Taking on the Climate Bomb

Building community, building power at the Permian Gulf Coast Convening

I arrived at the Holiday Inn in Corpus Christi Sunday afternoon ready for three intense days of the Permian Gulf Coast Convening, an unprecedented endeavor to join forces of grassroots and NGO activists from over 55 different organizations and groups from New Mexico to the Gulf Coast of Texas and Louisiana. The aim was to build a powerful coalition of environmental and social justice organizations to collectively address the catastrophic impacts of the oil and gas industry’s buildout in the Permian Basin.  

This past spring the Permian Basin eclipsed Saudi Arabia’s Ghawar oilfield, making it the it the highest producing oil field on earth. Industry is rapidly developing countless new pipelines, processing facilities, petrochemical plants, and export terminals across the region in order to maximize profits and global power. With each new piece of infrastructure, emissions grow and climate change accelerates. 

Frontline and grassroots groups, and allies must unite and act now to stop this climate bomb. 

Homage to intersectionality

The evening before the convening, a few of us stepped onto the marina boardwalk overlooking the Gulf waters and dozens of sailboats to stretch our legs and breathe the fresh sea air. Fellow organizer Dee Dee Belmares, a native Texan of LatinX heritage, drew our focus to Selena Quintanilla’s memorial overlooking the Corpus Christi Bay. Selena, a Texas icon and singer/songwriter of Mexican and Native American heritage, known as the Queen of Tejano, was murdered in 1995. Rather than be molded by white culture despite generations of systemic racism and patriarchy, she embraced her Mexican-American identity, language, and culture and womanhood and made it shine in her work. Her unwavering devotion to her identity and her community made her legendary amongst LatinX communities.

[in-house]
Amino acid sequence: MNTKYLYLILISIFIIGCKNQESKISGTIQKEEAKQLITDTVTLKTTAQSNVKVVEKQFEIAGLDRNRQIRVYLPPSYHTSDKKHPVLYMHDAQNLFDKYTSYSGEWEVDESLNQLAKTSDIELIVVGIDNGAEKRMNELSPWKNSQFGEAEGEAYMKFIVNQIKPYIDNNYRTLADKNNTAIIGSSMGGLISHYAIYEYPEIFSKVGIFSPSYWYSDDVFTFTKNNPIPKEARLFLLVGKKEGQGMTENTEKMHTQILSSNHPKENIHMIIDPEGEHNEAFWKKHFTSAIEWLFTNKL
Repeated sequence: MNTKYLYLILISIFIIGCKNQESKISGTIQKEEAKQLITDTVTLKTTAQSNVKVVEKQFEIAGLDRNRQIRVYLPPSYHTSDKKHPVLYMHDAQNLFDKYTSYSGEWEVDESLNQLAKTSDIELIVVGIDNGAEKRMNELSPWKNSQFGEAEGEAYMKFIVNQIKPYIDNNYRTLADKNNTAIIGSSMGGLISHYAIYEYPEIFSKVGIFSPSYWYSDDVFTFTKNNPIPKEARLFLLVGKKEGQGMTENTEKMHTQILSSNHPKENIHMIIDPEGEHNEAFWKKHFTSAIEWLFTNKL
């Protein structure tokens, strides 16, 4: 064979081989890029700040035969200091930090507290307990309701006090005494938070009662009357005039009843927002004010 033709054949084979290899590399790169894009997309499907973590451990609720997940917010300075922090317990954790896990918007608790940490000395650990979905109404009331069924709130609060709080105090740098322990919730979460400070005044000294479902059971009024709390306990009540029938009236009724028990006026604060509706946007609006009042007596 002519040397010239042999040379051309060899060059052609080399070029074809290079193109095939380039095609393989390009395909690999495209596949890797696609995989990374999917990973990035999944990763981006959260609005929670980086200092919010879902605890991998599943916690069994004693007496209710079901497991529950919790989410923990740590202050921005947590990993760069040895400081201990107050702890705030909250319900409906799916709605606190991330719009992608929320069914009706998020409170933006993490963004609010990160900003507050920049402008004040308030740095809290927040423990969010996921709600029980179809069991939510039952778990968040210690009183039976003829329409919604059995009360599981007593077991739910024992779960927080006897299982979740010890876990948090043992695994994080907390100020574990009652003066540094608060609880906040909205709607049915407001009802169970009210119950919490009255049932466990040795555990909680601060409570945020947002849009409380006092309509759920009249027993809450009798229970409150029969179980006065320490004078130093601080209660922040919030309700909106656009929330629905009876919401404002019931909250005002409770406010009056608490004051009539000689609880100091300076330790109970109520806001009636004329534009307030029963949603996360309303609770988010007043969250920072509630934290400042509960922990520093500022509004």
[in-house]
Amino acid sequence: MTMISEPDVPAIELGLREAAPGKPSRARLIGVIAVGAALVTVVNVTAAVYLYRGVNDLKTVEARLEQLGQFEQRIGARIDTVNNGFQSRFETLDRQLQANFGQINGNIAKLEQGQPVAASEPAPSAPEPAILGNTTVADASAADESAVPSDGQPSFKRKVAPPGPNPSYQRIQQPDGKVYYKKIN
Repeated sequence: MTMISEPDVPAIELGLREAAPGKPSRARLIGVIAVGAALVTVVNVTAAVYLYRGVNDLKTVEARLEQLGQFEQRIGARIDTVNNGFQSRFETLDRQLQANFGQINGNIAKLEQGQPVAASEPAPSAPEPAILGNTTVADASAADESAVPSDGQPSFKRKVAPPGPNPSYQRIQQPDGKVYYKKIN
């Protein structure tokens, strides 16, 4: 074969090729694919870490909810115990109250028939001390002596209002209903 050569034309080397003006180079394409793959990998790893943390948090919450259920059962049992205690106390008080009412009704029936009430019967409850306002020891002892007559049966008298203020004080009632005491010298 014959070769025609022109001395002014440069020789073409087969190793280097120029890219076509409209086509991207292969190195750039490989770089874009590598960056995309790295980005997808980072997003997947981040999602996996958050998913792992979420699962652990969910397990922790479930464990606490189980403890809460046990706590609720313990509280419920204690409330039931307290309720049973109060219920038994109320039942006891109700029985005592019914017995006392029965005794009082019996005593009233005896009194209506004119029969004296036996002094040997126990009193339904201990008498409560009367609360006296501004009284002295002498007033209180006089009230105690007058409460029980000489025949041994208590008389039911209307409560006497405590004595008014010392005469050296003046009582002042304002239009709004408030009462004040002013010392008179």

The Selena Quintanilla memorial overlooking Corpus Christi Bay. Photo credit: Max Anderson.

This moment of homage as we circled around her statue foreshadowed the essential equity work we would take on during the convening. We can no longer afford to separate environmental justice from social justice matters in our movement work, especially when collaborating with impacted rural and border communities that are predominantly comprised of people of color.  

This truth rang out again and again in our three days of coalition building. Grassroots representatives made it clear that we absolutely must not only listen to and include both environmental and social justice frontline communities, but we must raise up their voices in a way that respects and celebrates who they are and how they express themselves if we are going to truly collaborate.

Seagulls squawked overhead, people strolled by, and we stared at the rising full moon, its beams bouncing off of the waves, bouncing off the cold, white marble carved to replicate a strong woman of color who loved these waters and this community. For a few moments, we stood in silence, perhaps, each yearning for the magic spell to save the mysterious sea. 

Community and climate threatened 

The Port of Corpus Christi. Photo credit: Max Anderson.